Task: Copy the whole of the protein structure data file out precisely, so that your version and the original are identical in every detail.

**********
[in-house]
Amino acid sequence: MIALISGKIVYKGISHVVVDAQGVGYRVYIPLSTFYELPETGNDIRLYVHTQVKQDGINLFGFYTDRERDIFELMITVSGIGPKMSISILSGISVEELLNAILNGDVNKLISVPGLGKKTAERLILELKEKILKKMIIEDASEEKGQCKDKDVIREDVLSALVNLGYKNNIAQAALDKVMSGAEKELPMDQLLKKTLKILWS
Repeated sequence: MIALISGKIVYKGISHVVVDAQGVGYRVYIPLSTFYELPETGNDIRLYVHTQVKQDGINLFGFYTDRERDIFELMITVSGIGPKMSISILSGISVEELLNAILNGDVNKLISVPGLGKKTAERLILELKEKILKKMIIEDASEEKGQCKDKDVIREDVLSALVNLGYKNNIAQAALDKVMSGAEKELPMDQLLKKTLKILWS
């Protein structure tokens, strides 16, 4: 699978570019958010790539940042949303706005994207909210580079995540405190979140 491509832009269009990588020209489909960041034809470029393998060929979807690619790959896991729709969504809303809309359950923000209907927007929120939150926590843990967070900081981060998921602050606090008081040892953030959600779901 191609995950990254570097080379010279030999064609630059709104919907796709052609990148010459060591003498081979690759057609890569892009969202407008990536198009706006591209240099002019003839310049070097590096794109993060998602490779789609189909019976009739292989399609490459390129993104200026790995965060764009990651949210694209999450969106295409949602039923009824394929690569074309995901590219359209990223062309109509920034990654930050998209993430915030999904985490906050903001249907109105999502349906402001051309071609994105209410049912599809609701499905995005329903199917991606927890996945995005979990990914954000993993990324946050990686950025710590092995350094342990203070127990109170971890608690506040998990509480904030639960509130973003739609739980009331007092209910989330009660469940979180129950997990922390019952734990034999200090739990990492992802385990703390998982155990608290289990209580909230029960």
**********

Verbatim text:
[in-house]
Amino acid sequence: MIALISGKIVYKGISHVVVDAQGVGYRVYIPLSTFYELPETGNDIRLYVHTQVKQDGINLFGFYTDRERDIFELMITVSGIGPKMSISILSGISVEELLNAILNGDVNKLISVPGLGKKTAERLILELKEKILKKMIIEDASEEKGQCKDKDVIREDVLSALVNLGYKNNIAQAALDKVMSGAEKELPMDQLLKKTLKILWS
Repeated sequence: MIALISGKIVYKGISHVVVDAQGVGYRVYIPLSTFYELPETGNDIRLYVHTQVKQDGINLFGFYTDRERDIFELMITVSGIGPKMSISILSGISVEELLNAILNGDVNKLISVPGLGKKTAERLILELKEKILKKMIIEDASEEKGQCKDKDVIREDVLSALVNLGYKNNIAQAALDKVMSGAEKELPMDQLLKKTLKILWS
């Protein structure tokens, strides 16, 4: 699978570019958010790539940042949303706005994207909210580079995540405190979140 491509832009269009990588020209489909960041034809470029393998060929979807690619790959896991729709969504809303809309359950923000209907927007929120939150926590843990967070900081981060998921602050606090008081040892953030959600779901 191609995950990254570097080379010279030999064609630059709104919907796709052609990148010459060591003498081979690759057609890569892009969202407008990536198009706006591209240099002019003839310049070097590096794109993060998602490779789609189909019976009739292989399609490459390129993104200026790995965060764009990651949210694209999450969106295409949602039923009824394929690569074309995901590219359209990223062309109509920034990654930050998209993430915030999904985490906050903001249907109105999502349906402001051309071609994105209410049912599809609701499905995005329903199917991606927890996945995005979990990914954000993993990324946050990686950025710590092995350094342990203070127990109170971890608690506040998990509480904030639960509130973003739609739980009331007092209910989330009660469940979180129950997990922390019952734990034999200090739990990492992802385990703390998982155990608290289990209580909230029960």